Education

Swing U / Fall Virtual Term - Mack the Knife: The Genius of Louis Armstrong's Later Years

Jazz at Lincoln Center

Online

(212) 258-9922

http://www.2021.jazz.org/mack-the-knife

Price

All Access Pass, $275.00; Single Class, $10.00

Event Dates

Oct 07, 2021

Oct 14, 2021

Oct 21, 2021

Oct 28, 2021

Nov 04, 2021

Nov 11, 2021

When

Thursdays, 7:00pm

Jazz at Lincoln Center

INSTRUCTOR: RICKY RICCARDI

A brilliant Town Hall appearance in 1947 kicked off a stunning run for Louis Armstrong, who in his late 40s enjoyed a career renaissance as he began touring with a new group, The All-Stars! Subsequent work in the 1950s would yield some career-defining albums, a pop hit with “Mack the Knife,” a genuine chart-topping hit with “Hello Dolly!,” as well as many other era-defining moments. Join Ricky Riccardi as he takes you on a tour of Louis Armstrong’s late-career.

Swing U classes will be available to re-watch on-demand up to 7 days after airing.

Please note that a link to access your nightly classes will be found in the confirmation email you receive with your order. Nightly classes do not stream from this page.

PURCHASE BY INDIVIDUAL WEEK • ALL CLASSES 7PM ET

WEEK 1 • OCT 7 – 1947-1951   REGISTER

This in-depth course on Louis Armstrong’s later years begins in the important transitional year of 1947, when success at Carnegie Hall and Town Hall inspired Armstrong to break up his big band and form a small group, the All Stars. Boasting Hall of Fame musicians such as Jack Teagarden, Earl Hines and Sid Catlett, Armstrong began hitting new peaks of popularity with his international tours and pop hits like “Blueberry Hill” and “La Vie En Rose.”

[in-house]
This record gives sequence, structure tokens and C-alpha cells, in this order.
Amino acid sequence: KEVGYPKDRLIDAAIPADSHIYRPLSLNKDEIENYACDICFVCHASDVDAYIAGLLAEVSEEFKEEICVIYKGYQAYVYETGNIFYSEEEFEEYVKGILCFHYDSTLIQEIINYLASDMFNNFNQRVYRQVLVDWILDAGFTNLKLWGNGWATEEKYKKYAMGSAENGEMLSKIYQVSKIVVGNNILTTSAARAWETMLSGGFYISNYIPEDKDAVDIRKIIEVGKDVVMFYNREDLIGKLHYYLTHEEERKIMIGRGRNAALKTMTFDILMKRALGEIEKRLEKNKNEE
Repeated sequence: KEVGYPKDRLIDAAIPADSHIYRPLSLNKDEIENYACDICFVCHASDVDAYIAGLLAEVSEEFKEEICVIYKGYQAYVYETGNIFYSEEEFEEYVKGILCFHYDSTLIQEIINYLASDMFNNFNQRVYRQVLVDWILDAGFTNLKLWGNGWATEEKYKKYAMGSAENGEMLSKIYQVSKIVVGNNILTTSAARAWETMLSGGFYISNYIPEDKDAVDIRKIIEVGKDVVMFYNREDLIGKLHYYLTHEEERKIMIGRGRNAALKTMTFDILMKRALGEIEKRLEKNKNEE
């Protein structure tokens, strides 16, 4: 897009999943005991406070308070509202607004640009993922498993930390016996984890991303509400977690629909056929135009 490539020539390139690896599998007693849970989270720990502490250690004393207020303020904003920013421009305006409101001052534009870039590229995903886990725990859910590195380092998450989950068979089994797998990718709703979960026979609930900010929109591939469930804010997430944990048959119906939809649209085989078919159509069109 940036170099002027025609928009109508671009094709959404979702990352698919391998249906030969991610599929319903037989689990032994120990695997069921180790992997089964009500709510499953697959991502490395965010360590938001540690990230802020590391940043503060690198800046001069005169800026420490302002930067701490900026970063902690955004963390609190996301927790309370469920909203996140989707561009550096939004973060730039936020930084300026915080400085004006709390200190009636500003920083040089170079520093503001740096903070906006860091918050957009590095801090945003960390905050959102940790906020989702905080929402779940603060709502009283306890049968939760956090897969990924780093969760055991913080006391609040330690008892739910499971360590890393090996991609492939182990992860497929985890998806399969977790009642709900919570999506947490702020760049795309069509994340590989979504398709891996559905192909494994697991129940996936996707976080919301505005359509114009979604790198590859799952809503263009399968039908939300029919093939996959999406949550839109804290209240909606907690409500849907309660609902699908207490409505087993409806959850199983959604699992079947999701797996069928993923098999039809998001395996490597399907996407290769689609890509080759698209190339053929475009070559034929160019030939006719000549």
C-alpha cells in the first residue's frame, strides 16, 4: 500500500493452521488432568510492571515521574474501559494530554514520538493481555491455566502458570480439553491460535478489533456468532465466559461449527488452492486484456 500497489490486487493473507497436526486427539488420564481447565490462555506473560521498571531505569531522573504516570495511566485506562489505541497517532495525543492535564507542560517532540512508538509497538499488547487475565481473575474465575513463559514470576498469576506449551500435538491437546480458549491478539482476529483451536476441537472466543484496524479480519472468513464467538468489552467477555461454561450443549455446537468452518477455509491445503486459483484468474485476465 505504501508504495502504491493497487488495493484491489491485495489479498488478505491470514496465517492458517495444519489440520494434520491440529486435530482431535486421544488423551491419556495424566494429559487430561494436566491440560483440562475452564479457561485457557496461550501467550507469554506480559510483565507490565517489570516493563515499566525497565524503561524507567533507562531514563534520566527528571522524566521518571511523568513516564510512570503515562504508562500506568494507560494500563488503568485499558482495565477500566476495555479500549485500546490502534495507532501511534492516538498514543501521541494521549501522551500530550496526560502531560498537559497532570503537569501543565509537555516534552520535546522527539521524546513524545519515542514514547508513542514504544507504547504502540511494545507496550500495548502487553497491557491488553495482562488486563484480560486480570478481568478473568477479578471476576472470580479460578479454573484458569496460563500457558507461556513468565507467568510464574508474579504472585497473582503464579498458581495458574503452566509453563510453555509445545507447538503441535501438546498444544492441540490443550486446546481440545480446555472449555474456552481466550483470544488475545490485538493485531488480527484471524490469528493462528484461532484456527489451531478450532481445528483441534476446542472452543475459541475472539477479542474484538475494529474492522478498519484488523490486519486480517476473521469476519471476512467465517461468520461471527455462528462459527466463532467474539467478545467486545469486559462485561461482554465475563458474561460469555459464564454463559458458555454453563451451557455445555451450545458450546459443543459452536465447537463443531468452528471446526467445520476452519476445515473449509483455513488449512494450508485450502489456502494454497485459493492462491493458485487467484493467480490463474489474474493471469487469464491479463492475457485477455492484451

WEEK 2 • OCT 14 – 1952-1955   REGISTER

Though the initial members of the All Stars eventually departed, that didn’t stop Armstrong from rebuilding the sextet into an even more exciting ensemble, thanks to the addition of Trummy Young, Billy Kyle and Barney Bigard. With this lineup in place, Armstrong recorded masterpieces such as “Louis Armstrong Plays W. C. Handy” and “Satch Plays Fats,” both of which will be discussed in this installment of the course.

WEEK 3 • OCT 21 – 1955-1957   REGISTER

With Edmond Hall now on clarinet and with Armstrong himself stronger than ever on trumpet, the All Stars entered their “Ambassador Satch” phase, traveling the globe, including headline-making stops in Europe and Africa. In the studio, Armstrong tackled his past with “Satchmo: A Musical Autobiography” and the seminal “Ella and Louis” albums. And after years of being criticized for being soft on issues of race, Armstrong put his career on the line to speak out against injustice in Little Rock.

WEEK 4 • OCT 28 – 1958-1963   REGISTER

As he approaches his 60s, Armstrong is momentarily felled but a heart attack, but doesn’t stop his globe-trotting, including stopping a civil war in the Congo in 1960. He also continues to challenge himself in the studio, collaborating with everyone from Oscar Peterson to Duke Ellington to Dave Brubeck to the Dukes of Dixieland. And just as it seems that his career finally seems to be slowing down, Armstrong shocks the world with his number one hit single, “Hello, Dolly!”.

WEEK 5 • NOV 11 – 1964-1971   REGISTER

The popularity of “Hello, Dolly!” leads Armstrong to a new pinnacle of popularity as he continues touring nonstop, including a historic trip behind the Iron Curtain. As the 1960s roll on, Armstrong begins to finally wear down, ending up in intensive care in 1969. Still, he remains determined to go out on his shield and heroically performs until the very end, passing away in July 1971. This installment will be heavy on rare footage of the trumpeter in his final years—keep some tissues nearby!